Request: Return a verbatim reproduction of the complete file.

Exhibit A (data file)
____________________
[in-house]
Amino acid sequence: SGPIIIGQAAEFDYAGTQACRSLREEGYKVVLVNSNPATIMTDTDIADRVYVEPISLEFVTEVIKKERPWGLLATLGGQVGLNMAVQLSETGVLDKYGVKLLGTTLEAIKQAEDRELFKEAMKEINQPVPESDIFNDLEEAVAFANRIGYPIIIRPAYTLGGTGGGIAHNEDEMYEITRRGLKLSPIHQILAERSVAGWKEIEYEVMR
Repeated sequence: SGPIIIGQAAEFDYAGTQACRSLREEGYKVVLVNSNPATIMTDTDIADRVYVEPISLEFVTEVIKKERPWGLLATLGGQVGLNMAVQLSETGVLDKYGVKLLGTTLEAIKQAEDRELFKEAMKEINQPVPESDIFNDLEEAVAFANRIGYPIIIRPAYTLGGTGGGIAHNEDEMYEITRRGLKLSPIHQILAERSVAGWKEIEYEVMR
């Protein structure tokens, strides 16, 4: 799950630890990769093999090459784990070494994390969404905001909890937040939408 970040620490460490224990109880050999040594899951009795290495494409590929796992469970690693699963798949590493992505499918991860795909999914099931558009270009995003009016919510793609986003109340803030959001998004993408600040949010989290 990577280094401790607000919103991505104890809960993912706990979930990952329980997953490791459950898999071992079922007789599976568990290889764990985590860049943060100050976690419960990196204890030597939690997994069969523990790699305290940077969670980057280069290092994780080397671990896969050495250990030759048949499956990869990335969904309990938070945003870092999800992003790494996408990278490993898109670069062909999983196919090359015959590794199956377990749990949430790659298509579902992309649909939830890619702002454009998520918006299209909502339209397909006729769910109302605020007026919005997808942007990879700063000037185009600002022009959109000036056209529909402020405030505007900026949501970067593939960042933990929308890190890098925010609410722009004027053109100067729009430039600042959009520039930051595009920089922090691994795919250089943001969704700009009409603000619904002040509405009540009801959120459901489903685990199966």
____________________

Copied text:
[in-house]
Amino acid sequence: SGPIIIGQAAEFDYAGTQACRSLREEGYKVVLVNSNPATIMTDTDIADRVYVEPISLEFVTEVIKKERPWGLLATLGGQVGLNMAVQLSETGVLDKYGVKLLGTTLEAIKQAEDRELFKEAMKEINQPVPESDIFNDLEEAVAFANRIGYPIIIRPAYTLGGTGGGIAHNEDEMYEITRRGLKLSPIHQILAERSVAGWKEIEYEVMR
Repeated sequence: SGPIIIGQAAEFDYAGTQACRSLREEGYKVVLVNSNPATIMTDTDIADRVYVEPISLEFVTEVIKKERPWGLLATLGGQVGLNMAVQLSETGVLDKYGVKLLGTTLEAIKQAEDRELFKEAMKEINQPVPESDIFNDLEEAVAFANRIGYPIIIRPAYTLGGTGGGIAHNEDEMYEITRRGLKLSPIHQILAERSVAGWKEIEYEVMR
């Protein structure tokens, strides 16, 4: 799950630890990769093999090459784990070494994390969404905001909890937040939408 970040620490460490224990109880050999040594899951009795290495494409590929796992469970690693699963798949590493992505499918991860795909999914099931558009270009995003009016919510793609986003109340803030959001998004993408600040949010989290 990577280094401790607000919103991505104890809960993912706990979930990952329980997953490791459950898999071992079922007789599976568990290889764990985590860049943060100050976690419960990196204890030597939690997994069969523990790699305290940077969670980057280069290092994780080397671990896969050495250990030759048949499956990869990335969904309990938070945003870092999800992003790494996408990278490993898109670069062909999983196919090359015959590794199956377990749990949430790659298509579902992309649909939830890619702002454009998520918006299209909502339209397909006729769910109302605020007026919005997808942007990879700063000037185009600002022009959109000036056209529909402020405030505007900026949501970067593939960042933990929308890190890098925010609410722009004027053109100067729009430039600042959009520039930051595009920089922090691994795919250089943001969704700009009409603000619904002040509405009540009801959120459901489903685990199966």